Monday, October 14, 2019

Burnt Barley Chocolate

Chocolate bars to welcome autumn
I recently took a trip back to the East Coast. I always bring back a few chocolate bars for loved ones and came across this unique Icelandic concoction of cocoa butter and burnt barley. There isn't any cocoa in it similar to white chocolate. I brought this bar for my father as I love to have him taste new things even if it's a marriage of two familiar flavors.    
Although my rule is to never let the wrapper seduce me,  I have to confess I totally fell for the stylish geometric design of ravens.  As my favorite poem is Wallace Steven's Thirteen Ways of Looking at a Blackird, I was instantly smitten.  omNom Chocolates is a small batch bean to bar maker out of Reykjavík and they tend to specialize in slightly sweeter bars(milk to 73%) than I normally get. The risk was small, the potential pleasure medium to high.
My mother told me the tastes were very reminiscent of roasted barley tea and we enjoyed the novelty of the roasty malty flavors of this pitch black bar. The extra blackness is from activated charcoal which doesn't add to the flavor.  The tastes were comfortingly amiable with the extra crunch of the barley grains providing some more fun in the mouth. It's definitely a pleasing bar to share at a small dinner party. 










Thursday, August 22, 2019

Now for something completely different...

Dear Readers,

I been quaffing tea mindlessly and regularly but find squeezing a few words let alone humor out of tea harder and harder and have plied my content creating skills to gaming.

For anyone that has an interest in video games or romance in general might find my latest effort good for at least one chuckle. If you manage to keep a straight face for the entire 4 minutes, well I have failed you.




(Channel link: https://www.youtube.com/channel/UCH60Bts8tBKt1Jj5FuFGMrg/featured)

Monday, April 22, 2019

Dark Magic of Black Cocoa

Most of us have had plenty of black cocoa knowingly or unknowingly in the outer cookie of a classic oreo which has a unique flavor that isn't quite recognizable as chocolate.

This darker color of cocoa results from a heavier hotter application of the dutch process which mellows out the acidity of cocoa with an alkalizing agent. The "dutch" designation comes from inventor Coenraad Van Houten, the enterprising Dutch chemist  whose father Casparus invented a hydraulic press that would separate cocoa butter from the processed cacao nibs to leave a cake which crumbles into that miraculous powder from which we make hot cocoa.  The son invented the process that makes for a milder less bitter hot chocolate that dissolves more easily. This father and son tag team really made hot cocoa the beloved beverage that it is today.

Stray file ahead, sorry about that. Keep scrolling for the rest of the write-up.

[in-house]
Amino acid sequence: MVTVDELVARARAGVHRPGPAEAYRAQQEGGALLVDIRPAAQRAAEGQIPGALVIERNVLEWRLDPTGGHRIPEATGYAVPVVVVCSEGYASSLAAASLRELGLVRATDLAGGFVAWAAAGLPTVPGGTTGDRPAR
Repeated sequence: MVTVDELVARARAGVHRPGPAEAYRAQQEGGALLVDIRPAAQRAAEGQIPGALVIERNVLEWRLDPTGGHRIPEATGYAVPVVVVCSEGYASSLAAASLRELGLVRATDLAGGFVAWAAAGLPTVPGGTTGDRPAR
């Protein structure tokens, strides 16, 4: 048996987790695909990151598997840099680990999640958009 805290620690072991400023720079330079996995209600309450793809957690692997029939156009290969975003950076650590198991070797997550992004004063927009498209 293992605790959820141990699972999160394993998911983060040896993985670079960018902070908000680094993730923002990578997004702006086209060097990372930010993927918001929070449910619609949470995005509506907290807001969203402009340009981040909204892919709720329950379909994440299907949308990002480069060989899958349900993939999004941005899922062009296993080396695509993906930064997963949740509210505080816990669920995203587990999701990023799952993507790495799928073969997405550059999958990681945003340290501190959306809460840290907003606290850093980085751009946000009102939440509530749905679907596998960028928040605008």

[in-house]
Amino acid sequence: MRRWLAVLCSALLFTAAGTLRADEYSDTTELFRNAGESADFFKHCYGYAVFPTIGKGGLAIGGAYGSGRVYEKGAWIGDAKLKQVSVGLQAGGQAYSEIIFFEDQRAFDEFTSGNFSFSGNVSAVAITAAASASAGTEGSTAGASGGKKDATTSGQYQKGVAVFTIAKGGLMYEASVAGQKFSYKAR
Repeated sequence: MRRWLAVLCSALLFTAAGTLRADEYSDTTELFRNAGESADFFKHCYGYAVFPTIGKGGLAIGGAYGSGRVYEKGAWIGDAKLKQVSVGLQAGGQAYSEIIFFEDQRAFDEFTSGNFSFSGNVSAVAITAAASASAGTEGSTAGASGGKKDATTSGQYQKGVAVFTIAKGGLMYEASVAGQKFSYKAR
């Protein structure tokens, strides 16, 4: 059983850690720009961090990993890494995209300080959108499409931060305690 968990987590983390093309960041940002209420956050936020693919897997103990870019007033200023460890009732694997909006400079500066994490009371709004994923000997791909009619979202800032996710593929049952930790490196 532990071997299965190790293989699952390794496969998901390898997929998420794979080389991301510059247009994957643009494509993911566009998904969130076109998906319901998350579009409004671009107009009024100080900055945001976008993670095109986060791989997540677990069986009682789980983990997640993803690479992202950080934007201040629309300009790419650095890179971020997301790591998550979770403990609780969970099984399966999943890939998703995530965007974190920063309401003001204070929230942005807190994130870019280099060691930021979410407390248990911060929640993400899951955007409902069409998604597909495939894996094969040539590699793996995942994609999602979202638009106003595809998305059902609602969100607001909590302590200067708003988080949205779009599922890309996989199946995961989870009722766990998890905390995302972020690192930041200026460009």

Unfortunately dutching while taming the astringency progressively destroys the healthful flavanol antioxidants present in cacao  according to this 2008 study(full pdf),  Black cocoa has less than 10% left but not all that is imbibed must provide a health benefit. I'm just glad it doesn't eat brain cells.  As a puerh drinker,  I get my fill of healthful bitter compounds.

Since I got this particular batch bulk packed from Berkeley Bowl labeled only as "Organic Black Cocoa", I have not much to go on about the source of the beans but it's a good guess these are robust Forastero beans most likely from West Africa. Delicacy of heirloom beans would be wasted with such a heavy handed process.

Since black cocoa is used mostly for color in baking in conjunction with a lighter cocoa to provide a more chocolatey base flavor, I wasn't sure what to expect for just an all black hot cocoa.   But the resulting cup enhanced with blackberry honey is velvety and beany in a good Asian dessert sort of way.  It's not hot chocolate the way you would recognize but I welcome it as a more robust alternative.  I was planning to add some natural cocoa or quarter of a chocolate bar but I really enjoy the black cocoa flavor on it's own- not unlike drinking an oreo cookie without the center creme. In years past I would have dismissed such heavy handed processing that destroys the natural fruity flavor of cacao.  But just as the dark roasting of espresso beans make for a rich intense cappucino, heavy dutching has produced a black cocoa with malty charms that has transformed a mundane Monday afternoon into something more magical.

(Addendum: My husband the morning after tried a little of my black cocoa almond butter and he recoiled a bit at it's bitterness.  I cannot detect bitterness in it at all which is probably why I can glug down sheng. )